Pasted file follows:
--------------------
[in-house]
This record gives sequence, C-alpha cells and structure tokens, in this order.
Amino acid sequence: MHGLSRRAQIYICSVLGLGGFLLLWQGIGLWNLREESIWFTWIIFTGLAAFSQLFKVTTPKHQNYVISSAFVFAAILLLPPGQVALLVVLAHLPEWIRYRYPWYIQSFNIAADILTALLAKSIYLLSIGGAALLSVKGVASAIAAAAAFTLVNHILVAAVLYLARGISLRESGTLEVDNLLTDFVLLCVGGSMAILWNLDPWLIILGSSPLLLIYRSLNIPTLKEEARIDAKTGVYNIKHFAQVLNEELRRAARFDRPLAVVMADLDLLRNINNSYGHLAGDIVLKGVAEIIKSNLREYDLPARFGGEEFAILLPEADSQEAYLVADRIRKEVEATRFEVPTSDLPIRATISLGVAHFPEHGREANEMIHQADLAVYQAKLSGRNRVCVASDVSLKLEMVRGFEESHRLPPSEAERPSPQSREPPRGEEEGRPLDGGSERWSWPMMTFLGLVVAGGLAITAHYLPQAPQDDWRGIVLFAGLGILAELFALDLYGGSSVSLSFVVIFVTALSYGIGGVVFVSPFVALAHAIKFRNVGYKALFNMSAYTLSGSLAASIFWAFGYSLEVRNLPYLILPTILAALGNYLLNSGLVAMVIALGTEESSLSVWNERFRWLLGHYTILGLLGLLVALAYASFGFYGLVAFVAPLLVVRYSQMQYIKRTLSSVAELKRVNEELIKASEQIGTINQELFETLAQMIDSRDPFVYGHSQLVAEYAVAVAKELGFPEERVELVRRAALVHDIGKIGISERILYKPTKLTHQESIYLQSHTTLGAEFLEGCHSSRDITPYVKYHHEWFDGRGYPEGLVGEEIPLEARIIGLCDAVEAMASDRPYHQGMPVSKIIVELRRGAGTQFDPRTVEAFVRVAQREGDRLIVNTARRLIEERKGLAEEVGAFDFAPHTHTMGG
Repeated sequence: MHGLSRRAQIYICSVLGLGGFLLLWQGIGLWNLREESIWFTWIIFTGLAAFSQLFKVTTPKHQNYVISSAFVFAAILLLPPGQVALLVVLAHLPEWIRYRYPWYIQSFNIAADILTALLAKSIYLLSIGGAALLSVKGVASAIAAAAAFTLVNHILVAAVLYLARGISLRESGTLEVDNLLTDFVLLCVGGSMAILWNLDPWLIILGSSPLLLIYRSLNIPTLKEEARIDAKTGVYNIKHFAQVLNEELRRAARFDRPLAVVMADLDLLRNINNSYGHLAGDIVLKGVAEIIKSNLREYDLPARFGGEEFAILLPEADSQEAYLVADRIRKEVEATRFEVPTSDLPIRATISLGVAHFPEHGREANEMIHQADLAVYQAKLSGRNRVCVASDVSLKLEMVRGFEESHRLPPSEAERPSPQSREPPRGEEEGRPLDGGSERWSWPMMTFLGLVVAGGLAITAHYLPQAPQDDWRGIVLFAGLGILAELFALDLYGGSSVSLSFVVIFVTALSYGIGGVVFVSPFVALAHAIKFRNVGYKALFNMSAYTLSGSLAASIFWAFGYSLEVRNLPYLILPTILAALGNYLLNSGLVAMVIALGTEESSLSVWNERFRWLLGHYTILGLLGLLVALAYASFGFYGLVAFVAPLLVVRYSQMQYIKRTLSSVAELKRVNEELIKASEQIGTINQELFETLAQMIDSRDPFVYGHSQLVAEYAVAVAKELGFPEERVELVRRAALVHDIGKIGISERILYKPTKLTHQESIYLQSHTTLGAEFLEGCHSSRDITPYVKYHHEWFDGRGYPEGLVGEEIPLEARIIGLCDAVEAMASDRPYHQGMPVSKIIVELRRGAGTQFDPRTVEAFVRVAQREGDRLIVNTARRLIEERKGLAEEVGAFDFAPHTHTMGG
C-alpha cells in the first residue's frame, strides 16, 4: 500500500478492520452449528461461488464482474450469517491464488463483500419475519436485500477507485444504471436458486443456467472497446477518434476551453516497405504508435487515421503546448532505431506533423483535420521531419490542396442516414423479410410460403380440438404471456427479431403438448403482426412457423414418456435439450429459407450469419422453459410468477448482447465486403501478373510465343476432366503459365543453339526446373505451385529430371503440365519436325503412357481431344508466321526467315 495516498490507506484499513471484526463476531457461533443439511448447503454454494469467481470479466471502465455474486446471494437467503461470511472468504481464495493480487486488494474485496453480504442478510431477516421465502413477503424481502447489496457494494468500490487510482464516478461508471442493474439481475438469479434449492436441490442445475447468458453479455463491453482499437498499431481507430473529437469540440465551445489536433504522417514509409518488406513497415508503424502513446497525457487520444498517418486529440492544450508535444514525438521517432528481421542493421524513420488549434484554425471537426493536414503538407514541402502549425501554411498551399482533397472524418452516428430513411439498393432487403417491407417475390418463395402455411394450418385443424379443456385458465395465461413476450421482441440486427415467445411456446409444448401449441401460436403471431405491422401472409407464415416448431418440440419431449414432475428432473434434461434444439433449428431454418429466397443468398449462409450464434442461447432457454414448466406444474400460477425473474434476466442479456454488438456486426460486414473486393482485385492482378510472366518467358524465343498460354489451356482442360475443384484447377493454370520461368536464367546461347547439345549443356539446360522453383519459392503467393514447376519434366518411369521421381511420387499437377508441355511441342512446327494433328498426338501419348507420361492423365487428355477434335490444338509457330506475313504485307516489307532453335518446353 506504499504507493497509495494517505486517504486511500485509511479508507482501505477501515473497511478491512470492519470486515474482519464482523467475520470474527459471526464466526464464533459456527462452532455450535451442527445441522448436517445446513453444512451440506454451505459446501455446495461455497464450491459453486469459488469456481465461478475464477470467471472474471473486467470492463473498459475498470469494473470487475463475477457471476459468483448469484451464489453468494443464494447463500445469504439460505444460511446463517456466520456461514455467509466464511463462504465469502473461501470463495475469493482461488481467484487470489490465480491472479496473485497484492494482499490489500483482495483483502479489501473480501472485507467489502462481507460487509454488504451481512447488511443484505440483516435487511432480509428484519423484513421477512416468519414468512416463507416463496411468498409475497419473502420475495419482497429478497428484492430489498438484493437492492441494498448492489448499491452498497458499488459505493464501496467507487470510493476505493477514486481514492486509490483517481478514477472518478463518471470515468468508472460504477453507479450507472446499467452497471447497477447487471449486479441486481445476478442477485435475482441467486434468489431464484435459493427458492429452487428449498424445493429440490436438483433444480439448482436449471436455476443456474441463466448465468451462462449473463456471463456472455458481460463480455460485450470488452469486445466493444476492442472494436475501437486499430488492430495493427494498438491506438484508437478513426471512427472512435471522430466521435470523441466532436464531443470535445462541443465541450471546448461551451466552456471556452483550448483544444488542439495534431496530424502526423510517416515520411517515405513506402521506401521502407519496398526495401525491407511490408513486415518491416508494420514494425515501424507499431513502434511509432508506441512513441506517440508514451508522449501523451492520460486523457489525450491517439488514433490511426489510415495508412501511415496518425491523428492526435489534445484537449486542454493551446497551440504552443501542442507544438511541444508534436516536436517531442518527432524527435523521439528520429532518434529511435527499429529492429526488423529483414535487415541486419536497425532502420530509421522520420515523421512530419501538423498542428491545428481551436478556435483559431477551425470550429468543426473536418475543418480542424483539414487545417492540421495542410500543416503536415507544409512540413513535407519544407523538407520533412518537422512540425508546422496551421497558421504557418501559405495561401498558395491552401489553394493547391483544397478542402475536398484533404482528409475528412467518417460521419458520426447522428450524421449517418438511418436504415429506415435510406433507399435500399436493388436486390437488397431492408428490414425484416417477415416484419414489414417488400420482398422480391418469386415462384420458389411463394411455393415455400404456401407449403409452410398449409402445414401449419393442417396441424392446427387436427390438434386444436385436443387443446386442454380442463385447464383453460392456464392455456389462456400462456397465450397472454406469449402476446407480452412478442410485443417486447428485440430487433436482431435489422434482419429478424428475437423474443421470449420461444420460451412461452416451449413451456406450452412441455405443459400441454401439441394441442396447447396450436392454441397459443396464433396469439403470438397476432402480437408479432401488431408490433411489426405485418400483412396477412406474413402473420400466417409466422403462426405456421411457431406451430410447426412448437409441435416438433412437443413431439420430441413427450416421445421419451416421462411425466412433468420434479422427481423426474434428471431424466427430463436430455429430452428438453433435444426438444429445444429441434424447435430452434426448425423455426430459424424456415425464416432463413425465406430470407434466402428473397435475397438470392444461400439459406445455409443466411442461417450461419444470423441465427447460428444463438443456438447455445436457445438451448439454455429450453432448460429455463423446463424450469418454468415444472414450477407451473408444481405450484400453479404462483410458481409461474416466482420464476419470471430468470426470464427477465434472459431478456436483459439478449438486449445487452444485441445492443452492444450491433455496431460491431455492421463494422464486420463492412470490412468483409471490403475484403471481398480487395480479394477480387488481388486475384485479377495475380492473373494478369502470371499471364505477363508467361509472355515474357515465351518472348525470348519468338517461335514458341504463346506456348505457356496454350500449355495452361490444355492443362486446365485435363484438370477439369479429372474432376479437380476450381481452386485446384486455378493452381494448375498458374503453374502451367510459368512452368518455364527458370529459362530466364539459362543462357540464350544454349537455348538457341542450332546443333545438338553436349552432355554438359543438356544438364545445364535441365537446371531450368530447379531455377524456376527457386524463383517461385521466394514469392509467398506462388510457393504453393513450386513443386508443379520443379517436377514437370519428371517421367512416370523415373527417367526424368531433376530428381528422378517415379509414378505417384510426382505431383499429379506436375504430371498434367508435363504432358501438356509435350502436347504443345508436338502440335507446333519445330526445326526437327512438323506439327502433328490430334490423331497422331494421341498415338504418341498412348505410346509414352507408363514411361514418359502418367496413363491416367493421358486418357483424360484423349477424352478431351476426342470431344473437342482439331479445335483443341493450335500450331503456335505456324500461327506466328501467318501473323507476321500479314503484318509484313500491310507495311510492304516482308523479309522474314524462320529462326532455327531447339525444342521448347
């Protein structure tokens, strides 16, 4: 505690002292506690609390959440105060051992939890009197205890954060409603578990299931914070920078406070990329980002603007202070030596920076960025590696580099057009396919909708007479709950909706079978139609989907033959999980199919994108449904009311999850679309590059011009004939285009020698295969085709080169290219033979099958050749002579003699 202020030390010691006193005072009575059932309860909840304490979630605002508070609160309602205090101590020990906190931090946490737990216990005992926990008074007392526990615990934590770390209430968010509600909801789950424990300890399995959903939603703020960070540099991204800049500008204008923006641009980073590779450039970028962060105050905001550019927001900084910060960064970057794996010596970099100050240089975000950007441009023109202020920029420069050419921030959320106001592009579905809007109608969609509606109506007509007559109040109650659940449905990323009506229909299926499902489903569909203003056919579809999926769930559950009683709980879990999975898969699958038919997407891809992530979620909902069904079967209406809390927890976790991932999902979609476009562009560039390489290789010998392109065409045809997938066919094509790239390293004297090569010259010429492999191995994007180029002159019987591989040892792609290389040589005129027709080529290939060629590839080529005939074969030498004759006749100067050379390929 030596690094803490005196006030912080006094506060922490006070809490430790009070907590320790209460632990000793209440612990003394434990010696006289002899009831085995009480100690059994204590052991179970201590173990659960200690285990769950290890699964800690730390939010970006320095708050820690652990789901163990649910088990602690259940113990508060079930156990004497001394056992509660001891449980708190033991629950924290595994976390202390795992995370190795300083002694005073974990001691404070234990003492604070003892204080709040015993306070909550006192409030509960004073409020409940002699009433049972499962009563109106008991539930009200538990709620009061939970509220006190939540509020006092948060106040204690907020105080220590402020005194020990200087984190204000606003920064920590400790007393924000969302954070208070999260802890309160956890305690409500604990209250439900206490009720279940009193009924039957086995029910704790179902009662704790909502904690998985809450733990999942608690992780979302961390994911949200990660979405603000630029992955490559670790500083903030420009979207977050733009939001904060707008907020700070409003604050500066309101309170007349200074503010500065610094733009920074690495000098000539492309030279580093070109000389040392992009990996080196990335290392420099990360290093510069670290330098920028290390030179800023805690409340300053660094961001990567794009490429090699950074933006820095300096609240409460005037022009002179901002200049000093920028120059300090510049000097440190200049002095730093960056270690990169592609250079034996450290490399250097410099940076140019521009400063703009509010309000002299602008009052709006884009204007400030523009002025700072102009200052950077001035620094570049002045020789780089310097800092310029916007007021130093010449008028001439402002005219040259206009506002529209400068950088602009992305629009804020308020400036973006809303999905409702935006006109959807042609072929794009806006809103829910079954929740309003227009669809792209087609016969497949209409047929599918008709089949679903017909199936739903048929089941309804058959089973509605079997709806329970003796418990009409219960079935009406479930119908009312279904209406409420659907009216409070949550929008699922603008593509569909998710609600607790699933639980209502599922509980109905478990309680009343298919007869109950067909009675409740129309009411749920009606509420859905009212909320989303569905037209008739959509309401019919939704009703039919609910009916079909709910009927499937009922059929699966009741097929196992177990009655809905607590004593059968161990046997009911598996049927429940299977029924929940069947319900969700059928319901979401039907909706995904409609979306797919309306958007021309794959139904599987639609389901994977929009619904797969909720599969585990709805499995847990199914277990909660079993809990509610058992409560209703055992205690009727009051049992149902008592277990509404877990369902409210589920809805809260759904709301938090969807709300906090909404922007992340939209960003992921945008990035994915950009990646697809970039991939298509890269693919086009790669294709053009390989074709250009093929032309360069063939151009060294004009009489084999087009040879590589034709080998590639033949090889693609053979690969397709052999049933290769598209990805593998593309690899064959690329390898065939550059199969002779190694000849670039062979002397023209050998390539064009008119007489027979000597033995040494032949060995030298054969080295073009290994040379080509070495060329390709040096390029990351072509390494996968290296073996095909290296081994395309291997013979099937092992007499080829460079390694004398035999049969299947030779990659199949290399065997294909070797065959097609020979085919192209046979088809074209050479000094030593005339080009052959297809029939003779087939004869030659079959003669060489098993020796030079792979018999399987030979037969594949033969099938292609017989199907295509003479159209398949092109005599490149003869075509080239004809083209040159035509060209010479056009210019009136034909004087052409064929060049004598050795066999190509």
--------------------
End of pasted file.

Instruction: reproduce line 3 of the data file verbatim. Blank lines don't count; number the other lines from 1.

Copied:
Amino acid sequence: MHGLSRRAQIYICSVLGLGGFLLLWQGIGLWNLREESIWFTWIIFTGLAAFSQLFKVTTPKHQNYVISSAFVFAAILLLPPGQVALLVVLAHLPEWIRYRYPWYIQSFNIAADILTALLAKSIYLLSIGGAALLSVKGVASAIAAAAAFTLVNHILVAAVLYLARGISLRESGTLEVDNLLTDFVLLCVGGSMAILWNLDPWLIILGSSPLLLIYRSLNIPTLKEEARIDAKTGVYNIKHFAQVLNEELRRAARFDRPLAVVMADLDLLRNINNSYGHLAGDIVLKGVAEIIKSNLREYDLPARFGGEEFAILLPEADSQEAYLVADRIRKEVEATRFEVPTSDLPIRATISLGVAHFPEHGREANEMIHQADLAVYQAKLSGRNRVCVASDVSLKLEMVRGFEESHRLPPSEAERPSPQSREPPRGEEEGRPLDGGSERWSWPMMTFLGLVVAGGLAITAHYLPQAPQDDWRGIVLFAGLGILAELFALDLYGGSSVSLSFVVIFVTALSYGIGGVVFVSPFVALAHAIKFRNVGYKALFNMSAYTLSGSLAASIFWAFGYSLEVRNLPYLILPTILAALGNYLLNSGLVAMVIALGTEESSLSVWNERFRWLLGHYTILGLLGLLVALAYASFGFYGLVAFVAPLLVVRYSQMQYIKRTLSSVAELKRVNEELIKASEQIGTINQELFETLAQMIDSRDPFVYGHSQLVAEYAVAVAKELGFPEERVELVRRAALVHDIGKIGISERILYKPTKLTHQESIYLQSHTTLGAEFLEGCHSSRDITPYVKYHHEWFDGRGYPEGLVGEEIPLEARIIGLCDAVEAMASDRPYHQGMPVSKIIVELRRGAGTQFDPRTVEAFVRVAQREGDRLIVNTARRLIEERKGLAEEVGAFDFAPHTHTMGG